09:30am Tuesday 21 January-M4 Money Supply Growth (Dec). M4 money supply grew 1.1% in November, 10.8% y-on-y, well above the government's 4-9% target range. In its latest inflation report, the Bank expressed the view that the current rate of M4 growth is 'most unlikely to be compatible with the inflation target in the medium term'. The consensus expects the annual rate of growth to be little changed in December, which implies a 0.9% monthly rate of increase.
11:30am Tuesday 21 January-CBI Industrial Trends Survey (Jan). December's survey suggested sterling strength was already affecting the manufacturing sector with export orders at their lowest level since February 1994. Economists will look out for further currency effects in January, especially given an unexpected weakness in the latest official data. On the other hand, the strength of sterling should keep price pressures low.
09:30am Wednesday 22 January-Retail Sales (Dec). Volumes rose by 0.7% in November, up 3.9% y-on-y. December's figure may be less buoyant - the consensus expects a 0.3% gain - especially given some companies' comments about a disappointing Christmas period and the relatively weak CBI Distributive Trades survey for the pre-Christmas period.
Producer input prices continued to slide in December, helped by sterling's rally. Prices fell 0.5% m-on-m, and were down almost 6.0% y-on-y. Output prices rose 0.5% m-on-m, boosted by the increase in excise duties implemented in November's Budget, but fell from 2.1% to 1.7% on an annual basis.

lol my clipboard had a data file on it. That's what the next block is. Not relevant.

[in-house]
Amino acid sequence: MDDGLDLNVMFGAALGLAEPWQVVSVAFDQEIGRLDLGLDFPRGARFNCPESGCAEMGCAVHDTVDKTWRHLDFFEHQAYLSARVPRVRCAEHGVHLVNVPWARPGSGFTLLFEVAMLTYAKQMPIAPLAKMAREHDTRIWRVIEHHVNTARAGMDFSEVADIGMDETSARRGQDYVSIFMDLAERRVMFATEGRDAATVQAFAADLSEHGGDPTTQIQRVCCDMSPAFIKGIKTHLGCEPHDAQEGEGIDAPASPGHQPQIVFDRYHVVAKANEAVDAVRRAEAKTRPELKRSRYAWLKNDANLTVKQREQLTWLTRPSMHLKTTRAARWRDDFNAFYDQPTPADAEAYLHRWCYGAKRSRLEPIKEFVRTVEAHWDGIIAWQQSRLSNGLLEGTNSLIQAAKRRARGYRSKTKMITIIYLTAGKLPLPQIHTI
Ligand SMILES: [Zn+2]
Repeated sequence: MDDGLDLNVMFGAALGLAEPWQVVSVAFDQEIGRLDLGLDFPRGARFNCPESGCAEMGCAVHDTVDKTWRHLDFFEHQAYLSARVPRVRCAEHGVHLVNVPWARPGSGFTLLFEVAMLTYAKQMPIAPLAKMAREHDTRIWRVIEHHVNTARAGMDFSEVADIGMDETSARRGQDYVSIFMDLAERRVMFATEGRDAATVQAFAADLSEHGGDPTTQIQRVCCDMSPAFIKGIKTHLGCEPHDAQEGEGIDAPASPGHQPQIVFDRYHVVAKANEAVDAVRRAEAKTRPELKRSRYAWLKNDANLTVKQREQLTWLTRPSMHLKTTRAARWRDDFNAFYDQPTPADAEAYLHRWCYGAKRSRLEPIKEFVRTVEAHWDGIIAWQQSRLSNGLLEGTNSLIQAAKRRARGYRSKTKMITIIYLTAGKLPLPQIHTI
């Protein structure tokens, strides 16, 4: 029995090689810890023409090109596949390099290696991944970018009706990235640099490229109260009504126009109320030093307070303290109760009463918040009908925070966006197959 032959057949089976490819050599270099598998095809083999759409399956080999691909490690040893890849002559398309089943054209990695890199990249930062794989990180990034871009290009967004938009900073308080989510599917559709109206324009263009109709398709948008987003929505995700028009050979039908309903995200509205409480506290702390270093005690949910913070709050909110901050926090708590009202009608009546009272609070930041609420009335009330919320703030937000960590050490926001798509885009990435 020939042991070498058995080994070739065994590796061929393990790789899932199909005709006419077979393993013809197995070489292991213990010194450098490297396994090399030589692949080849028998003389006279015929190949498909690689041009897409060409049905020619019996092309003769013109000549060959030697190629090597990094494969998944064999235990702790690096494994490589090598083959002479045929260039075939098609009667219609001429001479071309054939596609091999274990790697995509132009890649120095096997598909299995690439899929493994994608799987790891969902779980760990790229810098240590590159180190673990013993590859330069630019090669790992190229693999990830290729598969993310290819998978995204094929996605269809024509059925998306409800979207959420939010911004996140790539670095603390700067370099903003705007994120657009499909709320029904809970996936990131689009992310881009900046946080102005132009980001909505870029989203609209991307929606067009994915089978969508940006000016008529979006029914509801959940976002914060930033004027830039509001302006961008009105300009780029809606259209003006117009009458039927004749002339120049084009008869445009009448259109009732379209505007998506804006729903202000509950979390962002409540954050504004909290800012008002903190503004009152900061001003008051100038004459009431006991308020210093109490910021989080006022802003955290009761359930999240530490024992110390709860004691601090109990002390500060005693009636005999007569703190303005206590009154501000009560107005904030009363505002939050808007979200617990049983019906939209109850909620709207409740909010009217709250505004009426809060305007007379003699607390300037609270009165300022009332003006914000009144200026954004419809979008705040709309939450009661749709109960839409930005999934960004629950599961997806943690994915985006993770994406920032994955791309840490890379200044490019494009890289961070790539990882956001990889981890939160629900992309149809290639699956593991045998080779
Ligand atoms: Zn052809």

Unemployment fell more than 45,000 in December to 1.884 million, following November's massive 95,000 decline. The unemployment rate dropped from 6.9% to 6.7%. Recent figures are distorted by the introduction of the Job Seekers Allowance, but the trend rate of decline in unemployment does seem to have picked up in line with stronger output growth.
Unit wage cost growth eased from 4.6% in October to 4.2% in November, while average earnings growth remained unchanged at 4.0% for the fifth consecutive month.
Headline inflation rose 0.3% m-on-m in December, down from 2.7% to 2.5% y-on-y. The government's targeted rate, ex mortgage interest payments, also rose 0.3% m-on-m, easing from 3.3% to 3.1% on an annual basis.
The biggest contribution to lower inflation in December was the petrol price, which rose less sharply following November's Budget than in 1995. The strong pound, which has significantly reduced costs at the factory gate, also helped restrain prices. The biggest positive influence on inflation in December came from the service sector, a trend that looks set to continue over the coming months.
Interest rates remained unchanged at 6.0% following Wednesday's monetary meeting between the chancellor of the Exchequer and the Governor of the Bank of England. Clarke said that the strength of sterling was key in his decision to leave monetary policy on hold. Before the meeting economists had been fairly evenly divided on the prospects for a rate hike.
The PSBR for December was£2.119bn - there were£260m in privatisation receipts. The consensus was expecting a rather smaller deficit and this figure again highlights that, whoever wins the forthcoming general election, more fiscal tightening is needed to put the public finances back onto a sustainable path. The cumulative PSBR so far this year is£16.1bn, compared to£23.0bn in the first nine months of 1995/96.